This is one of those cases that seems unreal but it’s true. A rags to riches story of a hard-working immigrant who makes $16 million and then gets caught employing illegal aliens at his 6 restaurants. His punishment for breaking the law is a $50,000 fine and 15-months in jail. We feel like his punishment is way too lenient considering the guy only pays $50,000 in fines after making $16,000 off the backs of illegals. Do you agree or think the guy should be given a lenient penalty?

But…why don’t they just deport this guy already?

“Because Jiang lost his citizenship in an unrelated matter, he faces the prospect of facing deportation to his native China.”


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WILIAMSPORT — Jing Mei Jiang began working in his native China when he was 15.

Despite being illiterate in English and Chinese, he came to this country nine years ago. He worked as a dishwasher and in construction to earn money to bring his family to the U.S.

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From that meager start he became owner or co-owner of six Chinese restaurants in the State College area which, according to U.S. Middle District Judge Matthew W. Brann, in the last six years grossed $16 million.

But this rags-to-riches story does not have a good ending because Jiang, 52, was the acknowledged ringleader of a conspiracy to harbor and employ undocumented immigrants in his restaurants.

He is to report to prison May 16 to begin serving a 15-month sentence followed by two years of supervised release. He also must pay a $50,000 fine in full within six months after he is released from jail.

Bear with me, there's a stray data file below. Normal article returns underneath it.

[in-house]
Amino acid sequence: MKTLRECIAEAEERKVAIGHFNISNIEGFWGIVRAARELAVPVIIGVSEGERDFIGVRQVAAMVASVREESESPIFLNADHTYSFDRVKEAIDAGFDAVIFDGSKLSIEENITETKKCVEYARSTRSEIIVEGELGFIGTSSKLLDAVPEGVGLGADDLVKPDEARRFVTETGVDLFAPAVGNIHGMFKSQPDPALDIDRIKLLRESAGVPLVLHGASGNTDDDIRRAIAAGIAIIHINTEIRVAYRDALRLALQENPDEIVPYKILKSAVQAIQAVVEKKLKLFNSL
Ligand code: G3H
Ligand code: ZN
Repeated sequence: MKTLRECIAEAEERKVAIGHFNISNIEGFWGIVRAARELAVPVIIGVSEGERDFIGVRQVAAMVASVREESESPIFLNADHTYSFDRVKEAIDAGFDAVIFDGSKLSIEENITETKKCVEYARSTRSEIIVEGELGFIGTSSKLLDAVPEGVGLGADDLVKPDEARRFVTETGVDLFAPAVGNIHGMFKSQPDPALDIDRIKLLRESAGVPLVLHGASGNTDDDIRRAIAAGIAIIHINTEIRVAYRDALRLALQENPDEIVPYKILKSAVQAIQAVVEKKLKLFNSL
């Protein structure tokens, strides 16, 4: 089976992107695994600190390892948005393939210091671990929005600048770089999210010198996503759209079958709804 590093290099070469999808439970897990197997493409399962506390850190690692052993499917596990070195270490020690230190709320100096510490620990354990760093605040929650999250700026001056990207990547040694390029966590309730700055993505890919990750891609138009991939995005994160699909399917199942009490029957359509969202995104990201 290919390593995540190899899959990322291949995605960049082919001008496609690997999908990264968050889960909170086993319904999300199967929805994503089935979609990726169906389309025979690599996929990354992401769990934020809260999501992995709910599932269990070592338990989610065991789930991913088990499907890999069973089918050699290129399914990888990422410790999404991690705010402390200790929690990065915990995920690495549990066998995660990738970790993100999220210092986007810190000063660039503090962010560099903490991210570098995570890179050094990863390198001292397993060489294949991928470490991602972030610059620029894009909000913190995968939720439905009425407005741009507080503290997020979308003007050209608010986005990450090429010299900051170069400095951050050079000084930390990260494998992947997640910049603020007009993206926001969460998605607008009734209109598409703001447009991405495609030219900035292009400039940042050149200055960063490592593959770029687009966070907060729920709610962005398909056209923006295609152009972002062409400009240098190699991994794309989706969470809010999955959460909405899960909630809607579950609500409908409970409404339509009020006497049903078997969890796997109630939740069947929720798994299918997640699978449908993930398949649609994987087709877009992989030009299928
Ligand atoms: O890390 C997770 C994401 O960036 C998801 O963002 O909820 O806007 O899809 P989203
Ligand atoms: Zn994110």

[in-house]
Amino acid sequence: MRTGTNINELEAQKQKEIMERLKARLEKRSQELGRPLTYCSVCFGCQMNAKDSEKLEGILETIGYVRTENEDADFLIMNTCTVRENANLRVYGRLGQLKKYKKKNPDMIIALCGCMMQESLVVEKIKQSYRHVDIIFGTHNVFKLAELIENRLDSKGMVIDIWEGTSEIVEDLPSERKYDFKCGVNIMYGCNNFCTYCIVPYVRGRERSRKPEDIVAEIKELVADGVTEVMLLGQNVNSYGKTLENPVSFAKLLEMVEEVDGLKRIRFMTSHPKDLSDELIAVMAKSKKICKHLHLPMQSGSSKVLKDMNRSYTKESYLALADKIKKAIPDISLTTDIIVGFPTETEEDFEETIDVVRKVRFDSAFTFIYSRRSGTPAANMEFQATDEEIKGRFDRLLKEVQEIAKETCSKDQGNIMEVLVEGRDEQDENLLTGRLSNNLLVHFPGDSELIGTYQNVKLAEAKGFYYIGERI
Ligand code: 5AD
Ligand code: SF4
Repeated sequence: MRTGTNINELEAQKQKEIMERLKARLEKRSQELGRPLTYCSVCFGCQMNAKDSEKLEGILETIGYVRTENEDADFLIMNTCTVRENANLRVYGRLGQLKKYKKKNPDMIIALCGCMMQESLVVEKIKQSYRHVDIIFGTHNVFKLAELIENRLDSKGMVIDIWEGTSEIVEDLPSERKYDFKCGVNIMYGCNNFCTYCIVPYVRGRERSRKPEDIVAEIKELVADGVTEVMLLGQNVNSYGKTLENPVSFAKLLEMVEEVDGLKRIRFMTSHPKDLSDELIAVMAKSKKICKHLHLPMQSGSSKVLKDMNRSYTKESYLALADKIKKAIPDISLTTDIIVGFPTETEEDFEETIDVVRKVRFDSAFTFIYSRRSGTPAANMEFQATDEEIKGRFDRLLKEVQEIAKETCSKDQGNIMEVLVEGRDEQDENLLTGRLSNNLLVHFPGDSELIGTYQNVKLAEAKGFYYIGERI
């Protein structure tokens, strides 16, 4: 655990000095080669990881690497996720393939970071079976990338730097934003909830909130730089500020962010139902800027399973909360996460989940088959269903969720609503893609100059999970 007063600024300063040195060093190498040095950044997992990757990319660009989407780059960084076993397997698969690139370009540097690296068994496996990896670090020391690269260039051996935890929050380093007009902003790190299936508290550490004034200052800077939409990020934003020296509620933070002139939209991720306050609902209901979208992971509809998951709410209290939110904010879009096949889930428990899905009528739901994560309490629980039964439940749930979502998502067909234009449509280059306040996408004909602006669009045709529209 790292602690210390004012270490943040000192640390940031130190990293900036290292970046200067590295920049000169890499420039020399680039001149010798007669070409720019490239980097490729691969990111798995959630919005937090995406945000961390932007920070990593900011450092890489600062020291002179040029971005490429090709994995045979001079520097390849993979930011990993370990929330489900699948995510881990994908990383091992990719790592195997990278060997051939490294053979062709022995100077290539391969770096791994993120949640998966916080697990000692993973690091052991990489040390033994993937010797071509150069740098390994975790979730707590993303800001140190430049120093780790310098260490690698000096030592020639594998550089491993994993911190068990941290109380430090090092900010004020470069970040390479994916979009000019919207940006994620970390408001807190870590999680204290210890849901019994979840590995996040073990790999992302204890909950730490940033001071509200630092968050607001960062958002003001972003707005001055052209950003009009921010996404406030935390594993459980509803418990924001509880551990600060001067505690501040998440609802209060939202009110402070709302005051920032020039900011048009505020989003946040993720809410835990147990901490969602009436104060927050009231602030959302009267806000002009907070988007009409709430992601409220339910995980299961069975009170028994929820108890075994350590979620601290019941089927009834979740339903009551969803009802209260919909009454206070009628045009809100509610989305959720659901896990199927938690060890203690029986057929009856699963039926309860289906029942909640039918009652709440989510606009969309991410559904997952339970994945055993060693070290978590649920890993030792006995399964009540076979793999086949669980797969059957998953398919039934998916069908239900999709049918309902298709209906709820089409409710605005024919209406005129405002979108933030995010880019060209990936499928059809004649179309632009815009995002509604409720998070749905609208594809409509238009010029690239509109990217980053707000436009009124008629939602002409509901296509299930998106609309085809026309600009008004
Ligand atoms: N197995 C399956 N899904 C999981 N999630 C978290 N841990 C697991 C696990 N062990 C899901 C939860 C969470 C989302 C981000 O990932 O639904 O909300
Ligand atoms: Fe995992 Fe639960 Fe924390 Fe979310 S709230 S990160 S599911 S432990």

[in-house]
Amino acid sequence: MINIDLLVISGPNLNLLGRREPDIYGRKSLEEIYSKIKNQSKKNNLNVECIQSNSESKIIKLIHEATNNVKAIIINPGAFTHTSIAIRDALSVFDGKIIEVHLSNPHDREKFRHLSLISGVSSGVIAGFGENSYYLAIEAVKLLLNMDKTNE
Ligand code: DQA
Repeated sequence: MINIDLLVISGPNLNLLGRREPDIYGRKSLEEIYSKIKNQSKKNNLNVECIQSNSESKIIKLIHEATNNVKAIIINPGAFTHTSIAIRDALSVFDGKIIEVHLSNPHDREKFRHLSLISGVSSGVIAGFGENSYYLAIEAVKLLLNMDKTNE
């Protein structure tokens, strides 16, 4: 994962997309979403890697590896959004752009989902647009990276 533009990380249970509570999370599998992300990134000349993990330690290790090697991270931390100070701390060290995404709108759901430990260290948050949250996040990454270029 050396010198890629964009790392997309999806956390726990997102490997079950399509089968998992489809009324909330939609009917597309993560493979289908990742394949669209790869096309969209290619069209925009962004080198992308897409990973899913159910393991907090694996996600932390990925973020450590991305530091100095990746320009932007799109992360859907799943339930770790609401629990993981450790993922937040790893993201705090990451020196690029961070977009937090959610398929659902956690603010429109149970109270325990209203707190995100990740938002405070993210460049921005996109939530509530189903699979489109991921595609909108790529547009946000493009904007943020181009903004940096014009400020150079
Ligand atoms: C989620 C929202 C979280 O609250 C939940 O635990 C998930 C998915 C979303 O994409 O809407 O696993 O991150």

He could be deported because he lost his U.S. citizenship in an unrelated matter.

When Jiang was sentenced Friday along with three others, Brann said he was unable to reconcile his conduct and the exploitation of undocumented immigrants.

“His hard work was consumed by his greed,” Assistant U.S. Attorney William Behe said. “He was intent on building an empire.”

The restaurants were so profitable he did not need to hire workers without requiring them to show proof of identity, pay them in cash below the minimum wage and not withhold taxes, he said.

The sophistication of the scheme was remarkable given his illiteracy, Behe said.

Jiang’s New York City lawyer Joel S. Cohen disputed Behe’s comments saying professionals suggested the scheme to his client.

It was brought out in previous court proceedings the workers from China, Mexico, Guatemala and Thailand were recruited through an employment agency in New York’s Chinatown.

An accounting firm, also in New York’s Chinatown, prepared false unemployment compensation documents that were wired to state offices in Harrisburg, according to the charges.

Cohen said he did not think the workers were grossly underpaid or mistreated. Had Jiang not provided them work, they would have gone elsewhere and may have been treated worse, he said.

Jiang, who had pleaded guilty to charges of conspiracy to harbor and transport illegal aliens and wire fraud, apologized to the judge through an interpreter because he does not speak English.

The other seven charged in the scheme, including several of Jiang’s family, pleaded guilty to a harboring charge.

Only he received a jail sentence and it was lighter than the guidelines recommended, reflecting his cooperation.

The other seven received two years’ probation and fines of $500. Forfeiture of assets is included in the sentences of all eight.

Among the other three sentenced Friday was Jiang’s son, Xin Xin Jiang, 28, who told Brann his father made the decisions for the family. Also sentenced were Yan Jin Yang, 30, and Yu Mei Chen, 51.

Previously sentenced were Yong Cheng Chen and his wife, Hua Zhen Dong, and Jian Bin Chen and his wife, Xue Jiang.

Court documents list the restaurants where the illegals were working as China Dragon, Fuji and Jade Garden, 100 Degree Hot Pot, My Thai Restaurant, C&J Human Wok and Penang Inc.

Via: Penn Live

Via: Centre Daily

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